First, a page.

Human tests for lung transplant drug almost ready

By  | 

CHARLOTTESVILLE, Va. (CBS19 NEWS) -- The University of Virginia Medical Center will soon be testing a drug on humans for the first time to help reduce or prevent lung injuries after transplant surgery.

Dr. Irving Kron performed the first ever lung transplant at UVA Medical in 1989. After the surgery, he had noticed complications with the lungs. They had developed an acute injury called ischemia reperfusion, which meant the patient's body tissue was damaged by the restoration of blood flow.

Now, 30 years later, a team of doctors is ready to use a drug called regadenoson on humans for the first time. This drug has previously been used to take images of patient's hearts.

Doctors believe it can help reduce a negative reaction and possibly even prevent the reaction from happening.

In the near future, 21 patients receiving lung transplants at the hospital will be given a dose of regadenoson to test how safe it is on humans.

"Once we get the dose we want and we prove it's safe, we'll then open that up to a more institutional randomized trial where we actually look at how effective it is," said Dr. Christine Lau, the Division Chief of Thoracic Surgery.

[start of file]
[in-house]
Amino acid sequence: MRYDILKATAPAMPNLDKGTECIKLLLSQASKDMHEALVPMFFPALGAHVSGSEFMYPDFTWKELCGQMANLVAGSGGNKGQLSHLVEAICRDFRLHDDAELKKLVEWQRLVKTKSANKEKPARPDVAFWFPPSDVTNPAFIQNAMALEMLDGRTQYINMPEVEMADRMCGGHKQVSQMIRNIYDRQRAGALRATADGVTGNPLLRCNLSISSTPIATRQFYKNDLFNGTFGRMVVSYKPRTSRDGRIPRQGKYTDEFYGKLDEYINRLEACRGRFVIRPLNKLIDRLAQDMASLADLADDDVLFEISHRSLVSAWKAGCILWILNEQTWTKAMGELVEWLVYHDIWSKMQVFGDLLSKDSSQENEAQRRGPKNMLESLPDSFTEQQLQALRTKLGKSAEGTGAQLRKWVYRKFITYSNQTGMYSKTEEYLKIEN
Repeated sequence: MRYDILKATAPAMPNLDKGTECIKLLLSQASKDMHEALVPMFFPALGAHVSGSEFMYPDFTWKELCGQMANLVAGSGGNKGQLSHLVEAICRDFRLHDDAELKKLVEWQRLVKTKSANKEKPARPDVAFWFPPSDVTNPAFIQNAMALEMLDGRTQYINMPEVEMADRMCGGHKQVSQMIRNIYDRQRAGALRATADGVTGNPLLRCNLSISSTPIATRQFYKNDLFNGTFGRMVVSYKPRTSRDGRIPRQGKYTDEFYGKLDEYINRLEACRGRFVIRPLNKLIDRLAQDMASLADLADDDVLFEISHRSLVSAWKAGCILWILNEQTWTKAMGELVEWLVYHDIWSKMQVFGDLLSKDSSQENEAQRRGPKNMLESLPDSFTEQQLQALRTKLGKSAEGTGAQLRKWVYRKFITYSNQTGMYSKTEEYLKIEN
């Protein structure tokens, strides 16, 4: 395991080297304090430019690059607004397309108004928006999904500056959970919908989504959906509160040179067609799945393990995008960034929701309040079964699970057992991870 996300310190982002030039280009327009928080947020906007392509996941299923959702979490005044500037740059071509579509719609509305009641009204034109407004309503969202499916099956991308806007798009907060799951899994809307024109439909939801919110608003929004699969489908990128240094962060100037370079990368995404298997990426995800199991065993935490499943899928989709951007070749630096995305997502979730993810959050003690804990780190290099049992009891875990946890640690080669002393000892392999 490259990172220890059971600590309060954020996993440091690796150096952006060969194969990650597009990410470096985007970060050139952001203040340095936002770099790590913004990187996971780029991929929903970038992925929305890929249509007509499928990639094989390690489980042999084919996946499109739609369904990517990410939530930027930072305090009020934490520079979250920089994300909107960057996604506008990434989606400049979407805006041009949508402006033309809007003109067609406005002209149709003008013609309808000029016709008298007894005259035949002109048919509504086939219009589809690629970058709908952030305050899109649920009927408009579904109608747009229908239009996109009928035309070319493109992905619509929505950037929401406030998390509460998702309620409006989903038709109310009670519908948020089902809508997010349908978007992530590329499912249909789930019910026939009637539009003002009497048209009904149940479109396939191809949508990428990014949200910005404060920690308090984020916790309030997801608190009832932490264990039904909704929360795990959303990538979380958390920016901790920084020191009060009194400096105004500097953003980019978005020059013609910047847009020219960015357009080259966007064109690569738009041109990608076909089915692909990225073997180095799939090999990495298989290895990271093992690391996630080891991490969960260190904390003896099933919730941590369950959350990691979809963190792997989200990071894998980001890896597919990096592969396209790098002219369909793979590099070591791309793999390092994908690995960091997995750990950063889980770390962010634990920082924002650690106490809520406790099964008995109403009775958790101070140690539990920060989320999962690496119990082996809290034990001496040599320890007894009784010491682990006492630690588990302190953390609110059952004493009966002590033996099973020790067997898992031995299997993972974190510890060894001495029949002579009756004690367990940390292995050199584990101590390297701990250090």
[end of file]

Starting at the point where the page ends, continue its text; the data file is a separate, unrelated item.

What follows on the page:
Lau states that lungs received are normally damaged in some capacity, which makes it difficult for the recipient's body to not have a negative reaction.

Doctors hope that within five years they will be able to say that regadenoson is an effective drug and can be used to reduce or prevent negative side effects.

The comments sections of are designed for thoughtful, intelligent conversation and debate. We want to hear from our viewers, but we only ask that you use your best judgment. tracks IP addresses. Repeat violators may be banned from posting comments.
View Comment Guidelines
powered by Disqus